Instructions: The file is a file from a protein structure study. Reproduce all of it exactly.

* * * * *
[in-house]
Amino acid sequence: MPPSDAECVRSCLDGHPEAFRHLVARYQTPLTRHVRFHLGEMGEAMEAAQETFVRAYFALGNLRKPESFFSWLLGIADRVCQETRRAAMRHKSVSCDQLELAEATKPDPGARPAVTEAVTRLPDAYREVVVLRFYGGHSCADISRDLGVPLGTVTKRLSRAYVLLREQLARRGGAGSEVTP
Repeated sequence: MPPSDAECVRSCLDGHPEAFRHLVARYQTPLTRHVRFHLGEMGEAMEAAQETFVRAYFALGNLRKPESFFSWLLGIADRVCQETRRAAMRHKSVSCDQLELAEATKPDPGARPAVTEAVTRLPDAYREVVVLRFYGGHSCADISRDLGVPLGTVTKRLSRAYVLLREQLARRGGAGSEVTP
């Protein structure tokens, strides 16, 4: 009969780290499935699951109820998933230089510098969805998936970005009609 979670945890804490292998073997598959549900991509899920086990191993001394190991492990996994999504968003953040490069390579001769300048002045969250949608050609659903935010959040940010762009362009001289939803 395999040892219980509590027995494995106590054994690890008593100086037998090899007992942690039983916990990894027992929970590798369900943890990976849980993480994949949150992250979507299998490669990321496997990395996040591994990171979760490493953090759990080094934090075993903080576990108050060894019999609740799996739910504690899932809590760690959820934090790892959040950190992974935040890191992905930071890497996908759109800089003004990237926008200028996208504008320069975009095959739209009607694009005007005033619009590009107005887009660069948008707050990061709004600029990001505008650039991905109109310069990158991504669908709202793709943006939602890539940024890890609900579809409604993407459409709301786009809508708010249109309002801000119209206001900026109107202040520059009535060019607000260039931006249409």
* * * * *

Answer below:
[in-house]
Amino acid sequence: MPPSDAECVRSCLDGHPEAFRHLVARYQTPLTRHVRFHLGEMGEAMEAAQETFVRAYFALGNLRKPESFFSWLLGIADRVCQETRRAAMRHKSVSCDQLELAEATKPDPGARPAVTEAVTRLPDAYREVVVLRFYGGHSCADISRDLGVPLGTVTKRLSRAYVLLREQLARRGGAGSEVTP
Repeated sequence: MPPSDAECVRSCLDGHPEAFRHLVARYQTPLTRHVRFHLGEMGEAMEAAQETFVRAYFALGNLRKPESFFSWLLGIADRVCQETRRAAMRHKSVSCDQLELAEATKPDPGARPAVTEAVTRLPDAYREVVVLRFYGGHSCADISRDLGVPLGTVTKRLSRAYVLLREQLARRGGAGSEVTP
């Protein structure tokens, strides 16, 4: 009969780290499935699951109820998933230089510098969805998936970005009609 979670945890804490292998073997598959549900991509899920086990191993001394190991492990996994999504968003953040490069390579001769300048002045969250949608050609659903935010959040940010762009362009001289939803 395999040892219980509590027995494995106590054994690890008593100086037998090899007992942690039983916990990894027992929970590798369900943890990976849980993480994949949150992250979507299998490669990321496997990395996040591994990171979760490493953090759990080094934090075993903080576990108050060894019999609740799996739910504690899932809590760690959820934090790892959040950190992974935040890191992905930071890497996908759109800089003004990237926008200028996208504008320069975009095959739209009607694009005007005033619009590009107005887009660069948008707050990061709004600029990001505008650039991905109109310069990158991504669908709202793709943006939602890539940024890890609900579809409604993407459409709301786009809508708010249109309002801000119209206001900026109107202040520059009535060019607000260039931006249409």